AnandTech Storage Bench - The Destroyer

The Destroyer is an extremely long test replicating the access patterns of very IO-intensive desktop usage. A detailed breakdown can be found in this article. Like real-world usage, the drives do get the occasional break that allows for some background garbage collection and flushing caches, but those idle times are limited to 25ms so that it doesn't take all week to run the test. These AnandTech Storage Bench (ATSB) tests do not involve running the actual applications that generated the workloads, so the scores are relatively insensitive to changes in CPU performance and RAM from our new testbed, but the jump to a newer version of Windows and the newer storage drivers can have an impact.

We quantify performance on this test by reporting the drive's average data throughput, the average latency of the I/O operations, and the total energy used by the drive over the course of the test.

ATSB - The Destroyer (Data Rate)

The average data rates from the Intel Optane SSD 800p on The Destroyer are comparable to some of the faster flash-based SSDs we've tested, but the 800p isn't as fast as the Samsung 960 PRO. Intel's VROC clearly doesn't help performance on this kind of test, and instead it just adds overhead.

ATSB - The Destroyer (Average Latency)ATSB - The Destroyer (99th Percentile Latency)

The average and 99th percentile latency scores of the Optane SSD 800p on The Destroyer are good, but don't beat the best flash-based SSDs and are far higher than the Optane 900p. Intel VROC seems to improve latency some even though it was detrimental to the average data rate.

ATSB - The Destroyer (Average Read Latency)ATSB - The Destroyer (Average Write Latency)

The average read latency of the 800p is more than twice as high as that of the 900p, and is higher than the Samsung 960 PRO. VROC RAID-0 adds a few more microseconds of read latency. The average write latency of the 800p is far worse than the 900p or high-end flash based SSDs, but VROC greatly improves the write latencies and the four-drive RAID-0 is comparable to the Optane SSD 900p.

ATSB - The Destroyer (99th Percentile Read Latency)ATSB - The Destroyer (99th Percentile Write Latency)

Intel's VROC helps significantly with the 99th percentile read and write latencies, taking the 800p from not quite high-end to beating a single 900p.

ATSB - The Destroyer (Power)

The energy usage of the Optane SSD 800p over the course of The Destroyer is far lower than that of any flash-based SSD. The 800p completes the test fairly quickly, and unlike the 900p it keeps power consumption reasonably low throughout the test. The low-end flash based SSDs can take more than twice as long to complete the test while drawing more power than the 800p.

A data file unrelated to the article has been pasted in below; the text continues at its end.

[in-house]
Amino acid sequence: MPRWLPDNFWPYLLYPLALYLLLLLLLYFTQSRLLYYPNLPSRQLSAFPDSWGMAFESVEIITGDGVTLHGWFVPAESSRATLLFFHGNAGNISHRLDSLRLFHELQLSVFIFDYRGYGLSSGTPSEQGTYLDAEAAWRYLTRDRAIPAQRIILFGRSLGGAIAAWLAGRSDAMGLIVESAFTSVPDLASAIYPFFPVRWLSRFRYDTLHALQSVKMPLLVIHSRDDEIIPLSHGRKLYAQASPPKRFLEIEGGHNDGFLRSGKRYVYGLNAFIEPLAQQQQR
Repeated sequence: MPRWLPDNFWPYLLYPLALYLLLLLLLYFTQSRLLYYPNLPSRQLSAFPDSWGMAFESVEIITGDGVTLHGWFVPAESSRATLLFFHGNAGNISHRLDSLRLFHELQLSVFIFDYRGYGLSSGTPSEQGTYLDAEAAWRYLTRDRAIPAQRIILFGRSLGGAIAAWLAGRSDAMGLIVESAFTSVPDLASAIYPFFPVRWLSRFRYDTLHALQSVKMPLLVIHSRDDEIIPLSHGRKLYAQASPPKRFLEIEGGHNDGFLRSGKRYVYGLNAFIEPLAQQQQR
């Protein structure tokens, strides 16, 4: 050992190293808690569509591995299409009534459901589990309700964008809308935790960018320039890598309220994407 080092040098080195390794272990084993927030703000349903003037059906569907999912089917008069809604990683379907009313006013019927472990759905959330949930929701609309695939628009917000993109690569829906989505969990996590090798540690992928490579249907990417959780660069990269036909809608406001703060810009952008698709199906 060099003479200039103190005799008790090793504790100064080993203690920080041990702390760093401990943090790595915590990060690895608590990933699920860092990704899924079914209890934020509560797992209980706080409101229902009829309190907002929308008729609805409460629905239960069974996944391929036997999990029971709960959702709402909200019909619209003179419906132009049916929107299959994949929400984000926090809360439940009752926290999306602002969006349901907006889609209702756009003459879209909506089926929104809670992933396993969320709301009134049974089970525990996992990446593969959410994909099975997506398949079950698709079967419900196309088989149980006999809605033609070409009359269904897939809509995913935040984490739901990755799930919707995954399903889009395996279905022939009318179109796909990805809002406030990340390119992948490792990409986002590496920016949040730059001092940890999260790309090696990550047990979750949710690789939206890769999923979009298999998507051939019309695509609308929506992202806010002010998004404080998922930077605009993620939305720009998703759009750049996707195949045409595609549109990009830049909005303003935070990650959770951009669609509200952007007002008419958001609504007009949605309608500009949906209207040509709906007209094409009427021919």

Introduction AnandTech Storage Bench - Heavy
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  • 0ldman79 - Thursday, March 8, 2018 - link

    That is a pretty significant limitation.

    With SSD's a lot of us have small to mid sized SSD as a boot drive and practically everything else resides on a spinner.

    If Optane can't cache the secondary drive then it is of less use to me than even the Kaby Lake and above limitation. That means that even if I built a Kaby Lake or Coffee Lake I still won't get any benefit on the anything aside from the OS. My games are all installed on a mechanical drive.
  • Lolimaster - Friday, March 9, 2018 - link

    Crucial MX500 2TB $499

    If you're an avid GTAV player, the 118GB should be a nice thing for the game intall, also your pagefile and install/profile/cache of firefox/chrome.
  • TheWereCat - Friday, March 9, 2018 - link

    Micron 1100 2TB $370
  • Reflex - Friday, March 9, 2018 - link

    Yup, grabbed one of those a few weeks ago, its a great drive for that price.
  • hescominsoon - Friday, March 9, 2018 - link

    I run only a micro 1TB ssd in my machine for everything. I have a couple of friends who are into video editing and they use a spinning disk for temporary storage...but that's about it..:)
  • name99 - Friday, March 9, 2018 - link

    Any decent SSD that wants to boost itself with a cache can ALREADY do so by using some of the MLC or TLC flash as SLC. And thereby run faster than Optane. And without requiring a separate controller and a separate Optane die.

    Optane is not buying you anything in the sort of market you describe.
  • Gunbuster - Thursday, March 8, 2018 - link

    Capacity is still useless for any power user who would be shopping this.
  • iter - Thursday, March 8, 2018 - link

    It will be useful for pagefile spillover in case you have workloads that require more than the 32 or 64 gb of ram that most high end desktops come with.

    It will still massacre performance if you go paging, but it will be significantly better than nand, god forbid hdd.
  • jospoortvliet - Friday, March 9, 2018 - link

    That's an interesting use case, the first I read that seems reasonably useful... But it would still need more performance to really make it worth it, and even then only when you don't care about costs at all and your platform simply doesn't support more ram. I mean, as long as the system can handle another ram dimm, you'd go for that even with the insane prices atm...
  • iter - Saturday, March 10, 2018 - link

    The thing is many systems can't. 64 is currently a limit for high end, 128 for HEDT.

    It could get better by raiding more drives, but .... that's not an option on high end platforms due to the low PCIe lane count. You will have to give up on running a GPU if you want to snap in 4 of those drives.

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